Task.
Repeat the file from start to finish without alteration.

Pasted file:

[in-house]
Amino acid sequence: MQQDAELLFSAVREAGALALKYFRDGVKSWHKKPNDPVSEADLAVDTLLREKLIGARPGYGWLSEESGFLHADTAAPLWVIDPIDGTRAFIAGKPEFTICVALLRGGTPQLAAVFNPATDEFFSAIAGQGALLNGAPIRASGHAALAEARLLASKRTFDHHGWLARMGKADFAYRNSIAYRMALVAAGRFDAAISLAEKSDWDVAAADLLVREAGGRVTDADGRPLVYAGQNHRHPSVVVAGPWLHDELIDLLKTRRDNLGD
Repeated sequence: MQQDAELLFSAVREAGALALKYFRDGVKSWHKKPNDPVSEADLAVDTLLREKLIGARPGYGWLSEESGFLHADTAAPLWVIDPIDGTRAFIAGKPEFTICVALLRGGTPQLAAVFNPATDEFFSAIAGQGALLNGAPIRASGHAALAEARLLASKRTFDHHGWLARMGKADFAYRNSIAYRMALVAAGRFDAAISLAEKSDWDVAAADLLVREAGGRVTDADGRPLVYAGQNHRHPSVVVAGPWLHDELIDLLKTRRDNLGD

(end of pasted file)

[in-house]
Amino acid sequence: MQQDAELLFSAVREAGALALKYFRDGVKSWHKKPNDPVSEADLAVDTLLREKLIGARPGYGWLSEESGFLHADTAAPLWVIDPIDGTRAFIAGKPEFTICVALLRGGTPQLAAVFNPATDEFFSAIAGQGALLNGAPIRASGHAALAEARLLASKRTFDHHGWLARMGKADFAYRNSIAYRMALVAAGRFDAAISLAEKSDWDVAAADLLVREAGGRVTDADGRPLVYAGQNHRHPSVVVAGPWLHDELIDLLKTRRDNLGD
Repeated sequence: MQQDAELLFSAVREAGALALKYFRDGVKSWHKKPNDPVSEADLAVDTLLREKLIGARPGYGWLSEESGFLHADTAAPLWVIDPIDGTRAFIAGKPEFTICVALLRGGTPQLAAVFNPATDEFFSAIAGQGALLNGAPIRASGHAALAEARLLASKRTFDHHGWLARMGKADFAYRNSIAYRMALVAAGRFDAAISLAEKSDWDVAAADLLVREAGGRVTDADGRPLVYAGQNHRHPSVVVAGPWLHDELIDLLKTRRDNLGD